Boy, this war stuff is going to be harder to keep interested in. Though still great writing, of course.
General Kutuzov (an actual historic figure) comes to inspect the troops. The Regimental Commander is so excited he bounces, which is funny while he is being mocked by one of the people in Kutuzov's retinue. One of the men is Prince Andrei Bolkonsky. With him is Nevitsky, a "tall staff officer, extremely fat, wiht a kind, smiling handsome face and moist eyes. Nevitsky is laughing at the man making fun of the commander. The General stops at Dolokhov, after Andrei reminds him he wanted to be reminded to take note of him. Dolokhov steps out and speaks to the General, although what the General said to him did not need a response. He wants to be given a chance to wipe out his guilt. The General doesn't say anything and walks away, as it didn't need to be said.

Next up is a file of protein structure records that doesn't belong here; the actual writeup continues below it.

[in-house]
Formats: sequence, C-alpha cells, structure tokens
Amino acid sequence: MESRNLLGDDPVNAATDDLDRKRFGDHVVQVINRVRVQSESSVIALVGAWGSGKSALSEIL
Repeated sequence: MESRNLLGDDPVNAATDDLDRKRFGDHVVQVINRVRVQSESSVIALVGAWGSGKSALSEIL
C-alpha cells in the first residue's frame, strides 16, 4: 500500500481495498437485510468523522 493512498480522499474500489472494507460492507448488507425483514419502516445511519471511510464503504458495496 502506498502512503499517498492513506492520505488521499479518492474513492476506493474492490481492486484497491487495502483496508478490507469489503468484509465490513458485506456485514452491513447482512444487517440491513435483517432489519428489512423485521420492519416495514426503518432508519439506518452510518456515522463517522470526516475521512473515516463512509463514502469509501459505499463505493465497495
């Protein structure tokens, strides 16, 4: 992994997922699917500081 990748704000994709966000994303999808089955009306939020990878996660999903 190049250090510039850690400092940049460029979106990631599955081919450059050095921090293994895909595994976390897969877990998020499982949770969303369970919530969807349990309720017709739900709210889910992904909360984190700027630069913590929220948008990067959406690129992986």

After the General leaves there's a chorus of soldier voices, talking about the war, events, etc. The Commander calls all the singers in front, and they begin to sing. We go back to Dolokhov, having a conversation with a hussar cornet Zherkov. It's awkward, and he tells Dolokhov if he wants anything, he can ask. DOlokhov says if he wants anything he'll take it himself. And he's not drinking or gambling until he gets promoted. Well, he's certainly driven.
We also have the Regimental Commander ask the drunken captain how Dolokhov is doing and his response is that his character "Comes over him...some days...he's clever, and learned, and kind. And then he's a beast. In Poland he all but killed a Jew, if you want to know..."
Not a great guy that Dolokhov. We'll see what he has to do with Andrei. I just think of green screen with this chapter, and film. It's like characters have dropped in on real life, with real Generals, but you realize the whole thing is conjecture against real historical events. Events which I'm sure will only get more confusing. And that soldier talk, all the snippets of dialogue, very filmic. Quite a scope.
2 months ago